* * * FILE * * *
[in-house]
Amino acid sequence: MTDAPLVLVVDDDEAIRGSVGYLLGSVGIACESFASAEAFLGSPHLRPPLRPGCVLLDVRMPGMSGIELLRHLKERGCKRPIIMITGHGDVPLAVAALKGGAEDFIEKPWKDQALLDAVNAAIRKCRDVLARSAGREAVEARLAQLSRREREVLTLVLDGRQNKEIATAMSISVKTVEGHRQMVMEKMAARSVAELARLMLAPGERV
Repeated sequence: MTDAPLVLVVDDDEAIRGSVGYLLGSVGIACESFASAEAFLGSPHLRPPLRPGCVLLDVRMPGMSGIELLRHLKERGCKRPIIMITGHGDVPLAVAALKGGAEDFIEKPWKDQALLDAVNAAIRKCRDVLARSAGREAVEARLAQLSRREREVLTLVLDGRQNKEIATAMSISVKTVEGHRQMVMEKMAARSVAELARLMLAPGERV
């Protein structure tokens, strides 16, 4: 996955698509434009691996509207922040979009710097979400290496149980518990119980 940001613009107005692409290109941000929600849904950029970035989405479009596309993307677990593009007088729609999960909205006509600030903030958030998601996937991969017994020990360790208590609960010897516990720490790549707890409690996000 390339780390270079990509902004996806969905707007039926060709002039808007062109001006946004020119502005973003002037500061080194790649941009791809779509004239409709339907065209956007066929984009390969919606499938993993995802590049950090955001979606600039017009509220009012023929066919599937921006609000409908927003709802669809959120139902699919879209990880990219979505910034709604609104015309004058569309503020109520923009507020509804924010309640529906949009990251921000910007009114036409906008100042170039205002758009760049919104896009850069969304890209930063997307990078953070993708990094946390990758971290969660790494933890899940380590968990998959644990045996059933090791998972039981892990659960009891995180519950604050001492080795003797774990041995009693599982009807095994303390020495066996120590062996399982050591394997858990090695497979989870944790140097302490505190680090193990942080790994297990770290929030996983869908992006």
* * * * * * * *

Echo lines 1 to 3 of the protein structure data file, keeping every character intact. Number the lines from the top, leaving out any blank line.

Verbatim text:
[in-house]
Amino acid sequence: MTDAPLVLVVDDDEAIRGSVGYLLGSVGIACESFASAEAFLGSPHLRPPLRPGCVLLDVRMPGMSGIELLRHLKERGCKRPIIMITGHGDVPLAVAALKGGAEDFIEKPWKDQALLDAVNAAIRKCRDVLARSAGREAVEARLAQLSRREREVLTLVLDGRQNKEIATAMSISVKTVEGHRQMVMEKMAARSVAELARLMLAPGERV
Repeated sequence: MTDAPLVLVVDDDEAIRGSVGYLLGSVGIACESFASAEAFLGSPHLRPPLRPGCVLLDVRMPGMSGIELLRHLKERGCKRPIIMITGHGDVPLAVAALKGGAEDFIEKPWKDQALLDAVNAAIRKCRDVLARSAGREAVEARLAQLSRREREVLTLVLDGRQNKEIATAMSISVKTVEGHRQMVMEKMAARSVAELARLMLAPGERV